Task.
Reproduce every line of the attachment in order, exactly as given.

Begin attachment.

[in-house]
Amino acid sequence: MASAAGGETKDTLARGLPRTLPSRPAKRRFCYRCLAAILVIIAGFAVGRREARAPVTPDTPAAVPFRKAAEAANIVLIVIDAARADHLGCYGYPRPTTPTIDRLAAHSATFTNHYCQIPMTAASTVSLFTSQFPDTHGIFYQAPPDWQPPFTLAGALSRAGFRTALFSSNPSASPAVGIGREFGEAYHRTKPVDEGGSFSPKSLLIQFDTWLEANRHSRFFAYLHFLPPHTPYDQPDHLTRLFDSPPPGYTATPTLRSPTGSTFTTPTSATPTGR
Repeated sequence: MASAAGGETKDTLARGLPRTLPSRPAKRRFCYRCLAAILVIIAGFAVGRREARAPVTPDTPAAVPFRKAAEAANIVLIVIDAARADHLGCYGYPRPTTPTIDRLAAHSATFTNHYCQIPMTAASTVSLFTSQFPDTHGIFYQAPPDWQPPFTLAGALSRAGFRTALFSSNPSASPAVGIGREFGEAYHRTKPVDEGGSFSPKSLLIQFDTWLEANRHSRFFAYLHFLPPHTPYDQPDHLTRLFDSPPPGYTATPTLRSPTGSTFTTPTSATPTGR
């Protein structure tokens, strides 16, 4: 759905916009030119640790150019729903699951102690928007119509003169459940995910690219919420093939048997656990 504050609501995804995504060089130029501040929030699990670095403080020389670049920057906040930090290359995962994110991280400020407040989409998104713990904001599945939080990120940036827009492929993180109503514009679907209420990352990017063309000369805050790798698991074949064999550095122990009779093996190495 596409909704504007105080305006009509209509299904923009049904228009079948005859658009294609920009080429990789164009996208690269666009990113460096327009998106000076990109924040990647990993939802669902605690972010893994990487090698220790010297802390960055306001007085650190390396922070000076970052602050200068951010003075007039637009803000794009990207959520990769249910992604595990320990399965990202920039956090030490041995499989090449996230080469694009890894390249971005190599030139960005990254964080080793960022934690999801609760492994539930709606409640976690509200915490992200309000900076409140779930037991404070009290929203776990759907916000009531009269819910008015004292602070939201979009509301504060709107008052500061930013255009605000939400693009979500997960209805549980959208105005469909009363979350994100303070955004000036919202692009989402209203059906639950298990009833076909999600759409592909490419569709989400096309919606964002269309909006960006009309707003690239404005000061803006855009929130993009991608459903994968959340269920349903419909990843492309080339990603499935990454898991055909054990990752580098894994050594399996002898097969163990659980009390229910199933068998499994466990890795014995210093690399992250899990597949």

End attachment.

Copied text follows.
[in-house]
Amino acid sequence: MASAAGGETKDTLARGLPRTLPSRPAKRRFCYRCLAAILVIIAGFAVGRREARAPVTPDTPAAVPFRKAAEAANIVLIVIDAARADHLGCYGYPRPTTPTIDRLAAHSATFTNHYCQIPMTAASTVSLFTSQFPDTHGIFYQAPPDWQPPFTLAGALSRAGFRTALFSSNPSASPAVGIGREFGEAYHRTKPVDEGGSFSPKSLLIQFDTWLEANRHSRFFAYLHFLPPHTPYDQPDHLTRLFDSPPPGYTATPTLRSPTGSTFTTPTSATPTGR
Repeated sequence: MASAAGGETKDTLARGLPRTLPSRPAKRRFCYRCLAAILVIIAGFAVGRREARAPVTPDTPAAVPFRKAAEAANIVLIVIDAARADHLGCYGYPRPTTPTIDRLAAHSATFTNHYCQIPMTAASTVSLFTSQFPDTHGIFYQAPPDWQPPFTLAGALSRAGFRTALFSSNPSASPAVGIGREFGEAYHRTKPVDEGGSFSPKSLLIQFDTWLEANRHSRFFAYLHFLPPHTPYDQPDHLTRLFDSPPPGYTATPTLRSPTGSTFTTPTSATPTGR
């Protein structure tokens, strides 16, 4: 759905916009030119640790150019729903699951102690928007119509003169459940995910690219919420093939048997656990 504050609501995804995504060089130029501040929030699990670095403080020389670049920057906040930090290359995962994110991280400020407040989409998104713990904001599945939080990120940036827009492929993180109503514009679907209420990352990017063309000369805050790798698991074949064999550095122990009779093996190495 596409909704504007105080305006009509209509299904923009049904228009079948005859658009294609920009080429990789164009996208690269666009990113460096327009998106000076990109924040990647990993939802669902605690972010893994990487090698220790010297802390960055306001007085650190390396922070000076970052602050200068951010003075007039637009803000794009990207959520990769249910992604595990320990399965990202920039956090030490041995499989090449996230080469694009890894390249971005190599030139960005990254964080080793960022934690999801609760492994539930709606409640976690509200915490992200309000900076409140779930037991404070009290929203776990759907916000009531009269819910008015004292602070939201979009509301504060709107008052500061930013255009605000939400693009979500997960209805549980959208105005469909009363979350994100303070955004000036919202692009989402209203059906639950298990009833076909999600759409592909490419569709989400096309919606964002269309909006960006009309707003690239404005000061803006855009929130993009991608459903994968959340269920349903419909990843492309080339990603499935990454898991055909054990990752580098894994050594399996002898097969163990659980009390229910199933068998499994466990890795014995210093690399992250899990597949």